GOP repudiation of Trump before 11/8? If so, then what?

Posted on October 7, 2016, 7:00 am

As I write this on Friday night October 7, there is renewed talk of GOP leadership disavowing Trump.  True, Trump will still be on the ballot that we citizens cast.  But suppose the GOP leadership publicly announces that it will ask GOP electors, when they meet and vote on 12/19, to cast their presidential vote for Pence.  Then some GOP-leaning superPACs spend a lot money before 11/8 informing voters of this plan.  

Suppose this plan is successful, insofar as it causes on Election Night, 11/8, the media to announce that GOP electors were chosen in enough states to amount to 270 Electoral College votes. Then on 12/19, the GOP electors all do as intended according to this plan: they cast their official Electoral College votes for Pence, not Trump.  Pursuant to 3 U.S.C. 9-11, these electors all sign their certificates showing Pence as their choice and send the certificates to Joe Biden, as President of the Senate. 

Now, someone might claim that some of these electors violated a previous pledge they made to cast their Electoral College votes for Trump.  Maybe this claimant even arranges to send to Biden a separate set of Electoral College votes cast by replacement electors who were substituted because the faithless electors violated their pledge. (This move would be reminiscent of 1876.) We can assume that the claimant wouldn't send to Biden 270+ Electoral College votes for Trump, but some number short of 270 in the hope of depriving Pence of the presidency.  

What would happen when Biden receives two conflicting sets of Electoral College votes from some states, one set for Pence, and the second set for Trump? Under the Twelfth Amendment and 3 U.S.C. 15, the new Congress meets on January 6, 2017, to open these Electoral College votes.  If the Republicans control both the Senate and the House and stay organized on behalf this plan, they could vote to accept all the Electoral College votes for Pence and reject all the Electoral College votes for Trump, and Pence would be constitutionally elected President.   If, however, the Democrats control the Senate (perhaps unlikely as a practical matter if the GOP electors reached 270+, but still worth considering), while the Republicans retain the House, the situation gets even more complicated. If  for some states the Senate votes to count the Electoral College votes for Trump (would they in an effort to deprive Pence of the White House?), and the House votes to count the conflicting Electoral College votes for Pence, then under 3 U.S.C. 15, the conflict is supposed to be resolved by the governor of each state that sent to Biden two or more sets of conflicting Electoral College votes.  But some scholars think that 3 U.S.C. 15 is unconstitutional, and it is unclear what happens if both conflicting sets bear the governor's signature.

Anyway, let's suppose for simplicity that the governor-as-tiebreaker in each state is accepted, and the consequence is that Pence is pulled below 270--perhaps because Pennsylvania's Democratic governor follows the Senate's lead and picks the Trump set of electors. If Pence falls below 270, then the House of Representatives must choose the President with the choice confined to Pence, Clinton, and Trump.  But under the Twelfth Amendment, each state has one vote, and it takes 26 states to achieve a choice (not just a majority of states that vote in the House).  If 26 states vote for Pence, then he's the constitutionally elected President (by the different route than above).  But if no one gets 26 states (because some state delegations are evenly divided between Democrats and Republicans, and Pence can't quite reach 26), then under the Twentieth Amendment whomever the Senate has picked as Vice-President becomes the Acting President.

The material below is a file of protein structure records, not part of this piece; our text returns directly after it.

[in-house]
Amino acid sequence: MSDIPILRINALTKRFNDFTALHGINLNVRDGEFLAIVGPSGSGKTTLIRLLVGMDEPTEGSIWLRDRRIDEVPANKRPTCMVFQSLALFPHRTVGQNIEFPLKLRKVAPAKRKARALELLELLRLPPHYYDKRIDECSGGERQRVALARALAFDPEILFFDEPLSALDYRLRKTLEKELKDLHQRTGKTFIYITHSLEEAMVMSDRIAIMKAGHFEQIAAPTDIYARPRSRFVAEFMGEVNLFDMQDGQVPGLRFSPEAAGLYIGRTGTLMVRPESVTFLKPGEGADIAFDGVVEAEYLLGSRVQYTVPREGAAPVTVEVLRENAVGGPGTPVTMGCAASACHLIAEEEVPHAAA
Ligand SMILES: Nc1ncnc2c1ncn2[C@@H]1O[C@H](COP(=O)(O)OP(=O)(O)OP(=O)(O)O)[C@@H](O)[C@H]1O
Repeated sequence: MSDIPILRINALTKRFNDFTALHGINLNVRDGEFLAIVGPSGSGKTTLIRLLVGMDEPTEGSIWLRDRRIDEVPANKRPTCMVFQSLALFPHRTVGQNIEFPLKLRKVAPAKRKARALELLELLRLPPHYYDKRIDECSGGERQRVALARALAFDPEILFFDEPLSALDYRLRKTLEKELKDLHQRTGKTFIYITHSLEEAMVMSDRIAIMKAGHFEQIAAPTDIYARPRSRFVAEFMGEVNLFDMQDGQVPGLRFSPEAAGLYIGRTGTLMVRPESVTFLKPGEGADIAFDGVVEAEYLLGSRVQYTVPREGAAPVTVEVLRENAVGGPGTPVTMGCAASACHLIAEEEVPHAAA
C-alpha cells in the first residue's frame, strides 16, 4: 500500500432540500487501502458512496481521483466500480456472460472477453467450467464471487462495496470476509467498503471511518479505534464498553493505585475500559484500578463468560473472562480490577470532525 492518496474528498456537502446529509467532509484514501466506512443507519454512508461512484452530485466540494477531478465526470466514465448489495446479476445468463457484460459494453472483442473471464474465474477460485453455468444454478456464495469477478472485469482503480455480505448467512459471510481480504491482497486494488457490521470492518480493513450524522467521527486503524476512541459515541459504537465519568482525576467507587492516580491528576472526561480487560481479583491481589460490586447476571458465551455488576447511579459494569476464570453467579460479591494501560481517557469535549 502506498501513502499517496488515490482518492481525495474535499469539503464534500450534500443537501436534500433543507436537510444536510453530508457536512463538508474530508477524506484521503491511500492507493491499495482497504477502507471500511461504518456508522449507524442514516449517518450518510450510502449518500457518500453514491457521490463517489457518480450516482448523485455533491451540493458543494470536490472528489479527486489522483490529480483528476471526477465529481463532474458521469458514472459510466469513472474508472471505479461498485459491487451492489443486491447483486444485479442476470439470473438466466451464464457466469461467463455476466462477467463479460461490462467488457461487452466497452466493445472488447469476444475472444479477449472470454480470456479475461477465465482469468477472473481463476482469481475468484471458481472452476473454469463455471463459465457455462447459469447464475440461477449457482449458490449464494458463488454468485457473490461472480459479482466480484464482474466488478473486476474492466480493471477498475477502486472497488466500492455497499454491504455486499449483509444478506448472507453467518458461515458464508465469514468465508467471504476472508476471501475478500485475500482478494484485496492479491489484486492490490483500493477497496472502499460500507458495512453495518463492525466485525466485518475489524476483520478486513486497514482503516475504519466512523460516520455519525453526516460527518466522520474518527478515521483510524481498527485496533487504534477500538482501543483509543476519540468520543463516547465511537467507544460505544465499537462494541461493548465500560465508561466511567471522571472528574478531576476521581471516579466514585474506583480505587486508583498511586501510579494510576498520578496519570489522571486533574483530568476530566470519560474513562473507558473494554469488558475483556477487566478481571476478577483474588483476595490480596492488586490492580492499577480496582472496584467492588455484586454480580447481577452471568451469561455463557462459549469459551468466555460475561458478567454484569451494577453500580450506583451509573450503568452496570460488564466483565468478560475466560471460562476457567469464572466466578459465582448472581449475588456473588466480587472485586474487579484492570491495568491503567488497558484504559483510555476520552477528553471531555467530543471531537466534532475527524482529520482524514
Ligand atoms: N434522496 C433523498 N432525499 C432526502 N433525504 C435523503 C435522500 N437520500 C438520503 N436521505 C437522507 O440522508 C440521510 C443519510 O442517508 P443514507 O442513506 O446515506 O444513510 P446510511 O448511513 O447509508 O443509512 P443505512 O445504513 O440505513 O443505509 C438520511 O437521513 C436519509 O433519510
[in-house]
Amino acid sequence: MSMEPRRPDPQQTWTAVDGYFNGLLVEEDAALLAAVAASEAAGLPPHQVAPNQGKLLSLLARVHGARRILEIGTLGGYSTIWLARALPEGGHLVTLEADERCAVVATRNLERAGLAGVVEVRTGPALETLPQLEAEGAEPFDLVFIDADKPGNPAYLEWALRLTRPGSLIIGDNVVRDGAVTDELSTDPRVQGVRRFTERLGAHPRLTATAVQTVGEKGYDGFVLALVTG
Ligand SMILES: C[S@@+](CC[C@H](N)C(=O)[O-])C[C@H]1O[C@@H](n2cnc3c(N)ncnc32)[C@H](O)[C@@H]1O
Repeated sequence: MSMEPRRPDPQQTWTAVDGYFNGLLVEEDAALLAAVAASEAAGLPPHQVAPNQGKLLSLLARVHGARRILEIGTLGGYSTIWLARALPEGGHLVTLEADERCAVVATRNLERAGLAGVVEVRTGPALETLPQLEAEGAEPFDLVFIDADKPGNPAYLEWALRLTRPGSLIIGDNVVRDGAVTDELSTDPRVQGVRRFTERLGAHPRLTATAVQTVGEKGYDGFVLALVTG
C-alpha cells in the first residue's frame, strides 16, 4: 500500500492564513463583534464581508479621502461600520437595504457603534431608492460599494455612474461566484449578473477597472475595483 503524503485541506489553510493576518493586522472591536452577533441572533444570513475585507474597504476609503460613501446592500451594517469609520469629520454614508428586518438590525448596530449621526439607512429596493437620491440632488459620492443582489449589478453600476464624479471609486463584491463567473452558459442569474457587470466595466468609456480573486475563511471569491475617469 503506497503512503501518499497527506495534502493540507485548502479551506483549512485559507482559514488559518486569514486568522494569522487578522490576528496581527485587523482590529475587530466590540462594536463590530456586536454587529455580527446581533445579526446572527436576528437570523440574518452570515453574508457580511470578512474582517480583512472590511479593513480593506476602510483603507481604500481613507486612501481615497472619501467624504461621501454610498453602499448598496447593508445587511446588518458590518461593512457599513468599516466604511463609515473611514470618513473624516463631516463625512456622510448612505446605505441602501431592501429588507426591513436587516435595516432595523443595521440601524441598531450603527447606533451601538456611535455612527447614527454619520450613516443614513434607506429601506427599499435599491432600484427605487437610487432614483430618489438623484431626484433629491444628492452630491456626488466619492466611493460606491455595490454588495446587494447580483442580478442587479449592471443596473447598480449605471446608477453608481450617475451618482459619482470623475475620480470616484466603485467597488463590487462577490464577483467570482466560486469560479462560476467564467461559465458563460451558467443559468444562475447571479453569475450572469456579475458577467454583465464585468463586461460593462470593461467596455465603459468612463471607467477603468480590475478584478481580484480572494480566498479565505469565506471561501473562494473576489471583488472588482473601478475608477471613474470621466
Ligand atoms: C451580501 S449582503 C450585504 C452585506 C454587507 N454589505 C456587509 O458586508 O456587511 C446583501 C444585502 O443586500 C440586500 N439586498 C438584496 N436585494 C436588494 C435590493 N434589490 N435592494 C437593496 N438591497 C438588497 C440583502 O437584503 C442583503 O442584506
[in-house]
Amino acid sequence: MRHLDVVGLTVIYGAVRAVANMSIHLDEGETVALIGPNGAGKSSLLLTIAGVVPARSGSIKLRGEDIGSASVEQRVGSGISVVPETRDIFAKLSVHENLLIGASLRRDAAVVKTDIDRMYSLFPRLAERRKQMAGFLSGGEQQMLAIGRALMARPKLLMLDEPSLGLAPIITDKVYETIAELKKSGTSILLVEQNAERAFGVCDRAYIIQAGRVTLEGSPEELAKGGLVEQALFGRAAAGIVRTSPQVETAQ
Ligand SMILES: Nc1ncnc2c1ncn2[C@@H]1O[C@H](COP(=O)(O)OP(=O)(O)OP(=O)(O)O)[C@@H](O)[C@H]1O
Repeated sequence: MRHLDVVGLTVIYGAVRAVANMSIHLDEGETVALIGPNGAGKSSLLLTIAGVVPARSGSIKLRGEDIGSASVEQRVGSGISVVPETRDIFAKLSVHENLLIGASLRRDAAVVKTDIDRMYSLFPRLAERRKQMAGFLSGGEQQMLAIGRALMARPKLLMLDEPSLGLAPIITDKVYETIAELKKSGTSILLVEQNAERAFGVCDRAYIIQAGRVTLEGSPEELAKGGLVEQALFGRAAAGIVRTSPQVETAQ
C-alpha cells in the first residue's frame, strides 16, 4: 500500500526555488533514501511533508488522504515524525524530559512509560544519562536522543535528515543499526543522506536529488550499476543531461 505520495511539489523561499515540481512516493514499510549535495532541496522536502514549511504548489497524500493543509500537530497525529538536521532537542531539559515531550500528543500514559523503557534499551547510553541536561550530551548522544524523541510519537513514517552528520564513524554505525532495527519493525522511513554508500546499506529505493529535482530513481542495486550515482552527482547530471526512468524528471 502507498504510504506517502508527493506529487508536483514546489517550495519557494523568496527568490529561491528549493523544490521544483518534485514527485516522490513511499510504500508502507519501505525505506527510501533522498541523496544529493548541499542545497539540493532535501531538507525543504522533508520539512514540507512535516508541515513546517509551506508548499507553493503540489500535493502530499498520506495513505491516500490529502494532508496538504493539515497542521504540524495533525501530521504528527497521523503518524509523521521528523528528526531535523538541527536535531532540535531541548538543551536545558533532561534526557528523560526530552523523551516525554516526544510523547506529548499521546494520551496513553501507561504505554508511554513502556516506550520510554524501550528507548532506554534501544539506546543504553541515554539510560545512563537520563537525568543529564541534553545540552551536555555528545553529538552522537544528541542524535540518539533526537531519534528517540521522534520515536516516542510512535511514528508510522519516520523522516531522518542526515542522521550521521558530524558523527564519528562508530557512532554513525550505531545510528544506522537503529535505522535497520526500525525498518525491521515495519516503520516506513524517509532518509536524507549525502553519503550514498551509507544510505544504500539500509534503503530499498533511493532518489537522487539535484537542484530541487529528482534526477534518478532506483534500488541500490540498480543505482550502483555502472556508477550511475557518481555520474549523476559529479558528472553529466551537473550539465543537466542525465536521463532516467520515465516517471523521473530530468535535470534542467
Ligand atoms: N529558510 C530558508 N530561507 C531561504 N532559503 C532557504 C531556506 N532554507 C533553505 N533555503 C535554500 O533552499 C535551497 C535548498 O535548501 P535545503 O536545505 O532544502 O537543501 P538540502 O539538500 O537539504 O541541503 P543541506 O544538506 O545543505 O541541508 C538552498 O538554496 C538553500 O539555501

So if the Democrats control the Senate, they would have picked Kaine as Vice-President. But if the Republicans control the Senate, who would they pick?  It depends on whom the GOP electors voted for on 12/19 when they picked Pence for president.  As I read the Twelfth Amendment, they are not supposed to pick Pence for both President and Vice-President.  So they would need to come up with another name for Vice-President, who might end up as Acting President.

All of this is highly speculative, of course, and even if the process starts down this road, there might be some wild and unexpected twists-and-turns.  But this year's presidential election already has been wild and unexpected, so who knows? It pays to speculate a bit, just to try to be prepared for strange scenarios that might actually unfold.


Back to top

To Commentary

Back to Election Law


Election Law at Moritz is nonpartisan and does not endorse, support, or oppose any candidate, campaign, or party. Opinions expressed by individuals associated with Election Law at Moritz, either on this web site or in connection with conferences or other activities undertaken by the program, represent solely the views of the individuals offering the opinions and not the program itself. Election Law at Moritz institutionally does not represent any clients or participate in any litigation. Individuals affiliated with the program may in their own personal capacity participate in campaign or election activity, or engage in pro bono representation of clients other than partisan candidates or organizations.